and prodded alongside the grinning masses toward some sort of pseudo-Nirvana.

Alone on the stoop out back, my fingers grow icy from the bottle in my hand, and the wind claws at me, harsh, but reliable. The darkness strides by like a rude stranger who doesn’t look up when I say hello; lowers its head further instead, pretending to inspect the dirty concrete. The oblivion is validating and I feel the power of my own volition rising from my legs, through my chest, to the bullseye in my brain.

It wasn’t long ago that he convinced me to marry. I didn’t see the point in doing so, and so he made the point that there was an equal non-point in not doing so, and so I did. The baby was next and we birthed it together in a tub on the living room floor. Because this—this was something I was going to get right.

Then my father died without a will, and my brother said that it was only right that we bury him, even though I thought the idea of decomposing against the process of preservation was obscene. It was important, he said, because when the Lord comes to save us, we need to be there waiting.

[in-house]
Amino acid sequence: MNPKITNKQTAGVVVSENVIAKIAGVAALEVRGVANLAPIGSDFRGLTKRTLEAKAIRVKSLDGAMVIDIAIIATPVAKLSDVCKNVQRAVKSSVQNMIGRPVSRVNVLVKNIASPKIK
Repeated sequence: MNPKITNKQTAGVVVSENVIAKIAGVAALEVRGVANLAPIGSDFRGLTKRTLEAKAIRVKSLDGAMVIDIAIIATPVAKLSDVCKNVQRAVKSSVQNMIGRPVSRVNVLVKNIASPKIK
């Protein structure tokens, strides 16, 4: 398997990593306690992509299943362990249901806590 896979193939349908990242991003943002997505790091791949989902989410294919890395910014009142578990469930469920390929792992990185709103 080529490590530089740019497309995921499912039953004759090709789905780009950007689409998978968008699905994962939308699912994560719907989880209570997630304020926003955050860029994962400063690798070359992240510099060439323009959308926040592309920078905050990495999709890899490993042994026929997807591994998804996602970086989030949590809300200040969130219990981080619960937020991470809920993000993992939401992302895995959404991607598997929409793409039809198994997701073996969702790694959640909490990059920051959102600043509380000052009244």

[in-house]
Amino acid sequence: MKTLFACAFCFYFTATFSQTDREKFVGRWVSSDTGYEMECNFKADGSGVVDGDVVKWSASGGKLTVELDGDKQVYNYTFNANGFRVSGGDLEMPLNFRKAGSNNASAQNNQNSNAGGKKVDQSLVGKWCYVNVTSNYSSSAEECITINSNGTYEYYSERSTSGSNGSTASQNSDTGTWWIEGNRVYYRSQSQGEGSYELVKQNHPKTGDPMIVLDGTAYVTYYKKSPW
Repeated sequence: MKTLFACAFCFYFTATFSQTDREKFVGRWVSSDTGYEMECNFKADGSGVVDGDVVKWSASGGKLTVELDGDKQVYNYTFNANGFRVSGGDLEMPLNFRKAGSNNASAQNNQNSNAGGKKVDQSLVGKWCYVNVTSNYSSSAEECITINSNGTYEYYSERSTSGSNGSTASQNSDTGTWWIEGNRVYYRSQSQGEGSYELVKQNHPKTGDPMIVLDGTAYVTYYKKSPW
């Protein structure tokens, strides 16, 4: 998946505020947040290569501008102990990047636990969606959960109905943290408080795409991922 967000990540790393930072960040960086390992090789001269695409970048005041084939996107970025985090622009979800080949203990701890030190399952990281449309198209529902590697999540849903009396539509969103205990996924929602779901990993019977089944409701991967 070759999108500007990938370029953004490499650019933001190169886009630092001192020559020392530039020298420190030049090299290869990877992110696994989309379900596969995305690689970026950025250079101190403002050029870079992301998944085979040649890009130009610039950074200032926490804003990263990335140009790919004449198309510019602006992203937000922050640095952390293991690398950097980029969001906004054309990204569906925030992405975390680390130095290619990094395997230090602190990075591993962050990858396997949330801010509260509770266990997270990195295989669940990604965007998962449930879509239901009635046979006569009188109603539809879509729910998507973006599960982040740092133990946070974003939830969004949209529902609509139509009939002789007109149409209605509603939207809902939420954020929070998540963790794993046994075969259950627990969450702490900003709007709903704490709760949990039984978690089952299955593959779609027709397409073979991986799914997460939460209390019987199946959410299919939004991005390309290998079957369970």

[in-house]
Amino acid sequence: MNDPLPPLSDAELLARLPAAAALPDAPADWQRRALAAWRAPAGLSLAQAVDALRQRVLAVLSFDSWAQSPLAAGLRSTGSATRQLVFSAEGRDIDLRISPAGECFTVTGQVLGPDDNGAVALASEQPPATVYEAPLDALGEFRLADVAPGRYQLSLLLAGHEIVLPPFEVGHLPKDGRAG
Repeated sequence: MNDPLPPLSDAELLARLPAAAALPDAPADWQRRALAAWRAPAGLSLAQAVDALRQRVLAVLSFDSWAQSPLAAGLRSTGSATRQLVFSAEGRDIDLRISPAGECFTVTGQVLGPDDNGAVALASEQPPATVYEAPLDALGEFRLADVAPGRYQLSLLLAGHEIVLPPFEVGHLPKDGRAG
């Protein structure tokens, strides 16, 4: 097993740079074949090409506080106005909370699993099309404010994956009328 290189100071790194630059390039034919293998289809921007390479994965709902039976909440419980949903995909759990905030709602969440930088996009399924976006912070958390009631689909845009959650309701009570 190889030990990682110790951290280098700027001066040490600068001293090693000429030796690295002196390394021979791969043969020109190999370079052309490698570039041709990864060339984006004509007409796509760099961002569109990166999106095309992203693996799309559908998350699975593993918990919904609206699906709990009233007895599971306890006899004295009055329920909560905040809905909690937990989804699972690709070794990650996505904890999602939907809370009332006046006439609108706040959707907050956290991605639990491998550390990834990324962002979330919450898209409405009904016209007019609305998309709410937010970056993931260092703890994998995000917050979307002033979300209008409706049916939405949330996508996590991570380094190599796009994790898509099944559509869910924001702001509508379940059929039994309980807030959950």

That night I had a dream—the kind of dream that you hope is a dream before you even remember you’re still asleep. A giant meteor blew through the ozone and crashed in the backyard of the house across the street. Then, as I watched through the window, there came a second, only this time the impact made a great cracking sound, like overhead thunder that wants to snap your bones, and I watched, frozen, as the smoke rolled in and the earth began to crumble.

In the startled sweat of night, I reached over to seek warm skin. I swallowed hard, and realized that swallowing is an action performed only by the living. Then I swallowed again, just to be certain.
Carissa Reinicke

So there I stood, at one corner of the earth, daring
Erastosthanes to make his case for a sphere.
Round, I decided, is a noble shape, possibly divine,
reserved for eternity, harmony, wholeness, and birth.
The stars, voyeurs, packed themselves into this cosmic house to see
if I would topple over the edge as I peered into